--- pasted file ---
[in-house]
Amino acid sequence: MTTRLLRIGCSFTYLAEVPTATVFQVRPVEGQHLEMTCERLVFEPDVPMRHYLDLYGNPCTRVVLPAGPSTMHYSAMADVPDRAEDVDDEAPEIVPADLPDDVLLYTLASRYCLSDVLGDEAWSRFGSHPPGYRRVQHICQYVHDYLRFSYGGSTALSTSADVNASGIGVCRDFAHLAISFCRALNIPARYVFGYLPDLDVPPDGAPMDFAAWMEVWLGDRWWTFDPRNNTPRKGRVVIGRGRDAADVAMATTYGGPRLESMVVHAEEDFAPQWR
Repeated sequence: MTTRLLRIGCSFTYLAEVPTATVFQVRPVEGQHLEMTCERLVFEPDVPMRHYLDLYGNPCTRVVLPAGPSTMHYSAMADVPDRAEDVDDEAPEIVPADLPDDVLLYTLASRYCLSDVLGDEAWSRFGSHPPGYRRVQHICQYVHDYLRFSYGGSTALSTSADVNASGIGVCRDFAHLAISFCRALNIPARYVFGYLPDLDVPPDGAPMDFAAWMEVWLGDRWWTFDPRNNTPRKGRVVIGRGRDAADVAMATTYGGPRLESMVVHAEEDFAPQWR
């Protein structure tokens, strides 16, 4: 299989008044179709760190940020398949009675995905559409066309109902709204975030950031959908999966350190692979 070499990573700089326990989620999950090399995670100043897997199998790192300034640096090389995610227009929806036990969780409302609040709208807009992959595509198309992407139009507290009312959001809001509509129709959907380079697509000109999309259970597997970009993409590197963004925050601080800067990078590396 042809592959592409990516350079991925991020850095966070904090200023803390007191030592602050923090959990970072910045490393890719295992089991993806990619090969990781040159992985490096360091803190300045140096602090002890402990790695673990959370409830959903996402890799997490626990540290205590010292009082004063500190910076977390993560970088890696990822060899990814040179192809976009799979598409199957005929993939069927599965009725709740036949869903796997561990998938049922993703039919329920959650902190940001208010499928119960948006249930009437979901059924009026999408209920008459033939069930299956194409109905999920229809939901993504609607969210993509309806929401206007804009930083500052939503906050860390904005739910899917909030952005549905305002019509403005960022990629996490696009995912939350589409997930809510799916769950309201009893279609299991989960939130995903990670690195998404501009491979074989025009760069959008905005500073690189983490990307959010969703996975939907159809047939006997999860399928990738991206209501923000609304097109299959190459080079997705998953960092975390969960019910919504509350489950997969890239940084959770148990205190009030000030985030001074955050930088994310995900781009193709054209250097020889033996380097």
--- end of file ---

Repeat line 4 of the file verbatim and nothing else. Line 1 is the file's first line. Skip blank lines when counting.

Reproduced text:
């Protein structure tokens, strides 16, 4: 299989008044179709760190940020398949009675995905559409066309109902709204975030950031959908999966350190692979 070499990573700089326990989620999950090399995670100043897997199998790192300034640096090389995610227009929806036990969780409302609040709208807009992959595509198309992407139009507290009312959001809001509509129709959907380079697509000109999309259970597997970009993409590197963004925050601080800067990078590396 042809592959592409990516350079991925991020850095966070904090200023803390007191030592602050923090959990970072910045490393890719295992089991993806990619090969990781040159992985490096360091803190300045140096602090002890402990790695673990959370409830959903996402890799997490626990540290205590010292009082004063500190910076977390993560970088890696990822060899990814040179192809976009799979598409199957005929993939069927599965009725709740036949869903796997561990998938049922993703039919329920959650902190940001208010499928119960948006249930009437979901059924009026999408209920008459033939069930299956194409109905999920229809939901993504609607969210993509309806929401206007804009930083500052939503906050860390904005739910899917909030952005549905305002019509403005960022990629996490696009995912939350589409997930809510799916769950309201009893279609299991989960939130995903990670690195998404501009491979074989025009760069959008905005500073690189983490990307959010969703996975939907159809047939006997999860399928990738991206209501923000609304097109299959190459080079997705998953960092975390969960019910919504509350489950997969890239940084959770148990205190009030000030985030001074955050930088994310995900781009193709054209250097020889033996380097």